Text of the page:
In the period between February 5th and 28th, 2022, about 1147 children were hospitalized due to Omicron infections, of which 80.21% were aged under five years. Before November 1st, 2021, 737 children were hospitalized with SARS-CoV-2 infection. During the period between 2015 and 2019, around 32,212 and 16,423 child hospitalizations were due to influenza and parainfluenza infections, respectively. In the Omicron-dominant wave, four children died due to COVID-19.

Two deaths were attributed to their neurological complications – one of them had encephalopathy, and the other had fulminant cerebral edema, a recently recognized encephalitis phenotype. However, COVID-19-related deaths were not observed in the pre-Omicron period. CFR of COVID-19 during Omicron surge (0.35%) was higher than that of influenza (0.05%) and parainfluenza (0.04%) infections. PICU admissions were higher during the Omicron surge (1.83%) than in pre-Omicron waves (0.14%) and the five years (2015 to 2019) due to influenza (0.79%) and parainfluenza (1.64%). The odds of PICU admissions were higher in the Omicron period than previous COVID-19 waves and influenza but similar to parainfluenza cases.

During the Omicron-dominant period, 171 hospitalized children had neurological complications, the most common being febrile seizure with 11.6% incidence. Before the Omicron period, there were no seizure cases in COVID-19-hospitalized children. Moreover, the odds of all types of seizures among children with Omicron infections were higher than those with influenza and parainfluenza. Sixty-one (5.32%) children infected with the SARS-CoV-2 Omicron variant developed croup compared to two (0.27%) infected with previous SARS-CoV-2 variants, 601 (1.87) with influenza, and 889 (5.41%) with parainfluenza. The incidence of pneumonia in children due to SARS-CoV-2 Omicron was similar to those infected with previous variants but lower in influenza and parainfluenza cases.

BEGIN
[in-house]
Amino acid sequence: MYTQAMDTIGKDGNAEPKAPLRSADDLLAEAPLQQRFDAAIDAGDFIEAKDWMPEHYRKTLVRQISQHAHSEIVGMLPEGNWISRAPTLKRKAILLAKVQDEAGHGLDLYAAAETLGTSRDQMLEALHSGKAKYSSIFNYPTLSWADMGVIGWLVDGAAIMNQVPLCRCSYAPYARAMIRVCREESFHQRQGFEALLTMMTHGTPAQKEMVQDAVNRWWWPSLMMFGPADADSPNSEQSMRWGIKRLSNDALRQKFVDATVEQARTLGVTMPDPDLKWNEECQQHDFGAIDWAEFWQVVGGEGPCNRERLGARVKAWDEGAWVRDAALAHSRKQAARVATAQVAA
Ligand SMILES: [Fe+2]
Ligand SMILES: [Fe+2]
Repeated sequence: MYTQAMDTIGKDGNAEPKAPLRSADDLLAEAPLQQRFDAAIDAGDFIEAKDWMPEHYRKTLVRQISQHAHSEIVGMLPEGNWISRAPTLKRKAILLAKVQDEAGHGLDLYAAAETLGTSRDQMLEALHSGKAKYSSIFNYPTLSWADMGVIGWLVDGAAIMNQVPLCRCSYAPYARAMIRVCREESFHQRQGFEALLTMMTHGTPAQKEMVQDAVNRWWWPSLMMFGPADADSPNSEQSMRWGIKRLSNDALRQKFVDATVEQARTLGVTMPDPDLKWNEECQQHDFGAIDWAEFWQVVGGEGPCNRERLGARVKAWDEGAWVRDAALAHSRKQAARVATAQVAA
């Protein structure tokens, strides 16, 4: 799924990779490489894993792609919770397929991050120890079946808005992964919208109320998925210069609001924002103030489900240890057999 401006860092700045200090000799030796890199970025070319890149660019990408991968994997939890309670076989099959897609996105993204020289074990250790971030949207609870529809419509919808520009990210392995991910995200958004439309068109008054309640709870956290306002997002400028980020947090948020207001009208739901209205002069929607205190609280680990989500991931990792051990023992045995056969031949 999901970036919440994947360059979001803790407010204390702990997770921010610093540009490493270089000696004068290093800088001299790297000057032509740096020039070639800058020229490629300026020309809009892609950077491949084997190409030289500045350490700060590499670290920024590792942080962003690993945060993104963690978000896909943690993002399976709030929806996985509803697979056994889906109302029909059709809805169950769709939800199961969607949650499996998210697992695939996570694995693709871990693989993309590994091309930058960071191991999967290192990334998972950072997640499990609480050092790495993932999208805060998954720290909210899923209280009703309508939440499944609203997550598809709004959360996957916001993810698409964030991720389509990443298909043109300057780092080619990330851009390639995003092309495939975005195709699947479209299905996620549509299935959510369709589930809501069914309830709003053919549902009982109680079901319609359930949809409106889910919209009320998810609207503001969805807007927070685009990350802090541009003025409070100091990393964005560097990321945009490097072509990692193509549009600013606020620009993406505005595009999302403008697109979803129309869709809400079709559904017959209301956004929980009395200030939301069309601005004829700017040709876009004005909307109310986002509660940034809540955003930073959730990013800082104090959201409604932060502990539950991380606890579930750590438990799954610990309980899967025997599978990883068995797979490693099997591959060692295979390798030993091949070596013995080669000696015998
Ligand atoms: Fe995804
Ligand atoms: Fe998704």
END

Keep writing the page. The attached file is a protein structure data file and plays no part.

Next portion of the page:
The study findings showed that SARS-CoV-2 Omicron BA.2 infections resulted in more child hospitalizations in the 23 days of the study than 22 months before. This indicated that the BA.2 variant of SARS-CoV-2 Omicron was more pathogenic than prior SARS-CoV-2 variants and influenza virus and suggested that children be vaccinated to prevent severe outcomes.

One notable limitation of the study was the lack of viral genome sequencing data verifying that all infections in February 2022 were caused only by the SARS-CoV-2 Omicron BA.2 variant. Nonetheless, epidemiological data indicate the preponderance of the Omicron variant right from the start of the latest surge.

*Important notice

Preprints with The Lancet publish preliminary scientific reports that are not peer-reviewed and, therefore, should not be regarded as conclusive, guide clinical practice/health-related behavior, or treated as established information.